By Mitch Schneider
About the worst thing that can happen around here is a week where all kinds of bizarre things accumulate. Aside from the absolute chaos it inflicts on everyone, including me, the crush of dealing with multiple crises makes it almost impossible to identify where one calamity ends and another begins.
The ability to simultaneously cope with multiple disasters is something each and every one of us can include on our resumes with great pride, and anyone who believes men can’t multi-task need only spend a couple of hours in most any independent repair shop in the country to find out just how patently absurd that pronouncement really is. The challenge for me isn’t just dealing with the events as they unfold, however. It’s trying to surgically isolate one crisis from another in order to capture them on paper, especially when they all bleed together.
When that happens, I just wind up sitting where I’m sitting right now wondering how I’m going to explain any of the truly strange events that challenged my week with anxiety, aggravation and more excitement than I really had any desire to deal with: weeks that all of us have known all too well and all too often.
Too many times, things are so knotted up I can’t untangle them and they are lost. I can’t write about them. I can’t talk about them. I don’t even like to think about them. All I want to do is send the memory of each fragment of insanity off to wherever it’s supposed to go when it’s finally time to roll down the doors and turn off the lights, and all that’s left of the week is a line of fading tail lights as all the broken cars and broken people head home.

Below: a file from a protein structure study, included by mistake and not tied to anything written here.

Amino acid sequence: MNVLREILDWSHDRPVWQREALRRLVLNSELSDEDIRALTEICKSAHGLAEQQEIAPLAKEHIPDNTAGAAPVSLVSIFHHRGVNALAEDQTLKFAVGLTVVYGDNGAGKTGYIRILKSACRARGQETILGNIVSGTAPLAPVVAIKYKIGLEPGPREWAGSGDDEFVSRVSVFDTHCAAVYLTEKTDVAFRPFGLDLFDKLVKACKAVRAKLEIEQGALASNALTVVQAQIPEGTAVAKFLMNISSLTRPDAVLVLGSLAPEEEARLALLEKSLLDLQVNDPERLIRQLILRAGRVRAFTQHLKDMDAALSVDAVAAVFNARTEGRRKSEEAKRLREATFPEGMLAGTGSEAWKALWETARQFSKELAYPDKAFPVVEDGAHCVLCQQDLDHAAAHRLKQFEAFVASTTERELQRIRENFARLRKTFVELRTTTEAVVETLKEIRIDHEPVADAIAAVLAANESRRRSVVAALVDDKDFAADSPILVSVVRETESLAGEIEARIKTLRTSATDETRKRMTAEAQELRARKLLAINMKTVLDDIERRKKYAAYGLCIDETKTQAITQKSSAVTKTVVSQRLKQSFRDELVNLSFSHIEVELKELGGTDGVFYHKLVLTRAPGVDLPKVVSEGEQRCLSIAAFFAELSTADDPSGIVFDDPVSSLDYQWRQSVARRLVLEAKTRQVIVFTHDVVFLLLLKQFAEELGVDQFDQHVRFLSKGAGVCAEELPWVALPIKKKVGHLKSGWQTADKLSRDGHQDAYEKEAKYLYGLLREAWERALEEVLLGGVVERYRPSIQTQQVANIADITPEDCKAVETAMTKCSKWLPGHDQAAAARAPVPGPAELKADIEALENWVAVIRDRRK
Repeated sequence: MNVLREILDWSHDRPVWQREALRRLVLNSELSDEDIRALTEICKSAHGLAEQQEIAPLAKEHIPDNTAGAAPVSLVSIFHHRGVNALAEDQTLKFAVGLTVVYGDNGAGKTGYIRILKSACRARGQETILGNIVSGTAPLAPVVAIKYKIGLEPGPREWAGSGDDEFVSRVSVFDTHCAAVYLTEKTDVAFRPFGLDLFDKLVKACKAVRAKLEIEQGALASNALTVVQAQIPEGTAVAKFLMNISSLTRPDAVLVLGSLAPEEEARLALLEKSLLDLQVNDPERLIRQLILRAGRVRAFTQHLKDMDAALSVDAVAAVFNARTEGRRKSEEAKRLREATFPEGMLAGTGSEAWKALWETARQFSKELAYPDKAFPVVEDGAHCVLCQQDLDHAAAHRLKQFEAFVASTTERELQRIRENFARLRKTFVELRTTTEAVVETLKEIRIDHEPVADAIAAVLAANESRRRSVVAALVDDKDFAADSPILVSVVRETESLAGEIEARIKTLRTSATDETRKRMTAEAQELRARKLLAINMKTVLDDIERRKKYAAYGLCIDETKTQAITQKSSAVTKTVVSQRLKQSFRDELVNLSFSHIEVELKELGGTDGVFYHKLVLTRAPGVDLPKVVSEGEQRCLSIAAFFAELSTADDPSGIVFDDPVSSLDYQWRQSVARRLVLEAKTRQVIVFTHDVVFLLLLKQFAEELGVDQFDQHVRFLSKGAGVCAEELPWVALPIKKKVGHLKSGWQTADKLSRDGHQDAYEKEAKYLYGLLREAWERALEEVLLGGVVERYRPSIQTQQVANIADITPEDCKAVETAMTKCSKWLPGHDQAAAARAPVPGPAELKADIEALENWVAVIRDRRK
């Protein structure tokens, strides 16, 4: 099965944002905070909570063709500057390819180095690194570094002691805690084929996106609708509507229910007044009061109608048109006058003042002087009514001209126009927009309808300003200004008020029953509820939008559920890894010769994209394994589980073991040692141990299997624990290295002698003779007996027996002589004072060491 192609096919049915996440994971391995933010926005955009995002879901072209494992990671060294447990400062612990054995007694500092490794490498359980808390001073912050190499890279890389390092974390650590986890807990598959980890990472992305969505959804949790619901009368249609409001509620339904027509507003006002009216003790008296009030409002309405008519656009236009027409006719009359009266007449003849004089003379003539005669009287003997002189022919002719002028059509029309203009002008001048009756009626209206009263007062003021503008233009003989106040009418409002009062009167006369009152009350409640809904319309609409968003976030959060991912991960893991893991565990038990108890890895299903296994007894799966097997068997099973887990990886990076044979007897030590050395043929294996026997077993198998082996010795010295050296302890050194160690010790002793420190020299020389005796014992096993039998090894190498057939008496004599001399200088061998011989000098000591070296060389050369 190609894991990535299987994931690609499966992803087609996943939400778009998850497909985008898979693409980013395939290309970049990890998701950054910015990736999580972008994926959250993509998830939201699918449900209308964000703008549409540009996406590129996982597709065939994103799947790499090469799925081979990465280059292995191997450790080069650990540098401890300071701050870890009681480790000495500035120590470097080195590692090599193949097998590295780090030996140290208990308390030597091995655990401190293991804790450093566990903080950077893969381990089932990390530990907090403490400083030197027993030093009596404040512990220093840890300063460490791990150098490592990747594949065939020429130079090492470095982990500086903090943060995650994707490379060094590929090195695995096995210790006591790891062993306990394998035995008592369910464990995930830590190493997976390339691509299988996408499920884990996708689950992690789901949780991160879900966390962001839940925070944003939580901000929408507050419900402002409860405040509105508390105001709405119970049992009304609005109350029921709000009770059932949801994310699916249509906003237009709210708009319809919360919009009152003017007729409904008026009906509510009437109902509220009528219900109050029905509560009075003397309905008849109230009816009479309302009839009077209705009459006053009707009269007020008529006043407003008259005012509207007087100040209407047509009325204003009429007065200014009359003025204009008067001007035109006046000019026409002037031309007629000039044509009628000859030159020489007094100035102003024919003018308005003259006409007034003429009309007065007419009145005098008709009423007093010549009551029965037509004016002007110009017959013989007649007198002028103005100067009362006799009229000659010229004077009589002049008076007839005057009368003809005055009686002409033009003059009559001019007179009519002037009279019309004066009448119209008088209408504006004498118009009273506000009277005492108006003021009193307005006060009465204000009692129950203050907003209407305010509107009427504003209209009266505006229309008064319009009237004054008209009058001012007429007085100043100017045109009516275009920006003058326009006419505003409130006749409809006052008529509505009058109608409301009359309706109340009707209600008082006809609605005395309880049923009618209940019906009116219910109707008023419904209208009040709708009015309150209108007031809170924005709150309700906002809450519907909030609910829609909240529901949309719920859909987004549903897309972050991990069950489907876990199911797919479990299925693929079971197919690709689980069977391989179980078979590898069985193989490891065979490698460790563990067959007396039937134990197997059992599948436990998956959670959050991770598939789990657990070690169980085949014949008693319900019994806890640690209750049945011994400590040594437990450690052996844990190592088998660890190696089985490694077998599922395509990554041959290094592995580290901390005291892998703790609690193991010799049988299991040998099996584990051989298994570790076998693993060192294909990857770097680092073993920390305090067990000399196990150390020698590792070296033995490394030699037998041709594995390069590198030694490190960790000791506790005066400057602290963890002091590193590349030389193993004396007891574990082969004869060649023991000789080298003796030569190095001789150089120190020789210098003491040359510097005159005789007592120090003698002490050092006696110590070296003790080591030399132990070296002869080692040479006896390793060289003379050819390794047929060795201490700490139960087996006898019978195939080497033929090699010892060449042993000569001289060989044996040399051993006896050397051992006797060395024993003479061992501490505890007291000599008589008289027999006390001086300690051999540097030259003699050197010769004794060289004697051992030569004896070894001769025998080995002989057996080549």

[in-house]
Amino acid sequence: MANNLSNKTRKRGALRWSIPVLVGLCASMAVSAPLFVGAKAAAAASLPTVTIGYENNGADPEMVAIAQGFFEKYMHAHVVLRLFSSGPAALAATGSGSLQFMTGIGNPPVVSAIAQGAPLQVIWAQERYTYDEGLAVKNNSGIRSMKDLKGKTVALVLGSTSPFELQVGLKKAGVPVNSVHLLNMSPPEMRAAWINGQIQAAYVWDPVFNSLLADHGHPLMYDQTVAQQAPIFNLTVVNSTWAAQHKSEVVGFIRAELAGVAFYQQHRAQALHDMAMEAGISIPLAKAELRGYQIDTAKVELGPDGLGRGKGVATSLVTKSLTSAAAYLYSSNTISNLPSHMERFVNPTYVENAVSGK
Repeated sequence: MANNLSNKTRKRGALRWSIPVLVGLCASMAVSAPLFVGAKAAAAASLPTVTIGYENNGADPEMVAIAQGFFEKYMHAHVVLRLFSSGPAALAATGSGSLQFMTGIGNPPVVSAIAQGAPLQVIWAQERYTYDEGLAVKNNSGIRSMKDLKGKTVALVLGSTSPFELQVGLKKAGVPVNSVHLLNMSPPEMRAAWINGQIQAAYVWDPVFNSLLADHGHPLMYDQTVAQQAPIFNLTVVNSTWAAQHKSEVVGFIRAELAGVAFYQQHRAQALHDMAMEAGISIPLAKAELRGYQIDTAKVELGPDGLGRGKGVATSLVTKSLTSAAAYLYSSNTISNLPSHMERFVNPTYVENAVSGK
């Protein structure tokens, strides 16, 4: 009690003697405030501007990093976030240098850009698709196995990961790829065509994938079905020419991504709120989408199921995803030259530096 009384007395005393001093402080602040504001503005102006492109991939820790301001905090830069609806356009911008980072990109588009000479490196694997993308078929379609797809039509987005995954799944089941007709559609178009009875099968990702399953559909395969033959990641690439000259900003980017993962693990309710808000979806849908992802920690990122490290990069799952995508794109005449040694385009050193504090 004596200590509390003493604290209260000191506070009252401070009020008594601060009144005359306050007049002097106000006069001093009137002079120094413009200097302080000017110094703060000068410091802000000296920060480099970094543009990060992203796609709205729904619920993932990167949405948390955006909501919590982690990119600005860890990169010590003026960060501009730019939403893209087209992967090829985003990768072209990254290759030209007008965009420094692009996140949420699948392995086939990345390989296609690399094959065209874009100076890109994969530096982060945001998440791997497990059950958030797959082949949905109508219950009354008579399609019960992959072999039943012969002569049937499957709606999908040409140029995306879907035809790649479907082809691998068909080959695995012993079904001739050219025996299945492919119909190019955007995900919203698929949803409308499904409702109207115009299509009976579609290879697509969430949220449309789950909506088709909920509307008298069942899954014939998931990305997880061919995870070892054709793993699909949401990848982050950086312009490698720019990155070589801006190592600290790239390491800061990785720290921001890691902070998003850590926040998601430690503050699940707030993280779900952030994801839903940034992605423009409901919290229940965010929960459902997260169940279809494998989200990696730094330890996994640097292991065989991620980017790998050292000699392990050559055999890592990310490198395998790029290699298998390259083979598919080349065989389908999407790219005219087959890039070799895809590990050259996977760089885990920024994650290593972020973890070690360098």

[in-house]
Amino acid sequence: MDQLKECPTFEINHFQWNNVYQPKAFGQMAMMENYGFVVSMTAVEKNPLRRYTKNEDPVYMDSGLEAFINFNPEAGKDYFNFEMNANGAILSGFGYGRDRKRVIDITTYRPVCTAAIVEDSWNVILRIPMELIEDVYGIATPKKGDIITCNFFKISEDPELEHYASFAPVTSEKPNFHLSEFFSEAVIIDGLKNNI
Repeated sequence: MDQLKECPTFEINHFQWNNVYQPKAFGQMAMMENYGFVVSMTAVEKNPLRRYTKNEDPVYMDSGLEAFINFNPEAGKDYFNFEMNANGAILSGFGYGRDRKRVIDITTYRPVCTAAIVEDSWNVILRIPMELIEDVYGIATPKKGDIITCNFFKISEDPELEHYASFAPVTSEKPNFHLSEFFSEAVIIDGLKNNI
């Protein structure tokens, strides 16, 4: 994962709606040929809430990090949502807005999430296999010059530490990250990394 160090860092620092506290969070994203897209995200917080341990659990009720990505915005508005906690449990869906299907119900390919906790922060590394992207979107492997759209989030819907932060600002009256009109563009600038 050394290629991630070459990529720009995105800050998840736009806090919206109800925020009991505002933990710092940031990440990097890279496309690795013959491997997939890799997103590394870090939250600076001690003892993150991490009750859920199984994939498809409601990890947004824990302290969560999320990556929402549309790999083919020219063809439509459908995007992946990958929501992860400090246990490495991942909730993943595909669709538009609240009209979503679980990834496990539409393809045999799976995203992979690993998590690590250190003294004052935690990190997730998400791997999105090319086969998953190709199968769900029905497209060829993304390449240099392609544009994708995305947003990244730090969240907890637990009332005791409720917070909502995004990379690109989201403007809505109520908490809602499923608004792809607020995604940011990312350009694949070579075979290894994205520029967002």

This was that kind of a week with three very different crises simultaneously blossoming. One had to do with an older guy who thought there was nothing wrong with driving his old Suburban with the frame cracked almost all the way through, and that may have been the least of his problems with that vehicle. The other two involved a couple of teenagers: one, oblivious to the vehicle he was driving, and the other, aware but dangerously ignorant.
This trilogy begins with a desperate phone call from a client’s wife asking permission to bring in her son’s Honda for an unscheduled inspection.
We were working short-handed, with one of our technicians out recovering from a serious infection (the subject of a column yet to be written), that had left us scrambling to keep up with demand and made scheduling more important than ever. But, this is a great customer and a great family, and despite the fact that it would destroy the illusion of any scheduling we might have had before the call, the urgency and alarm I could sense in Mom’s voice made her request compelling and getting the vehicle in a priority.
She was visibly shaken when she arrived at the shop. She wasn’t even supposed to be driving his car. But her SUV was on empty and his Honda had a full tank of gas; she had a million errands to run and he was car-pooling. Taking his car just seemed like the most reasonable and expedient thing to do.
Of course, that was before she drove it.
She complained that it pulled hard to the right; a pull so violent it caused an unplanned lane change on the freeway. There was more, but that didn’t matter: the vehicle just didn’t “feel” right and she didn’t want her son driving it until someone had a chance to check it out.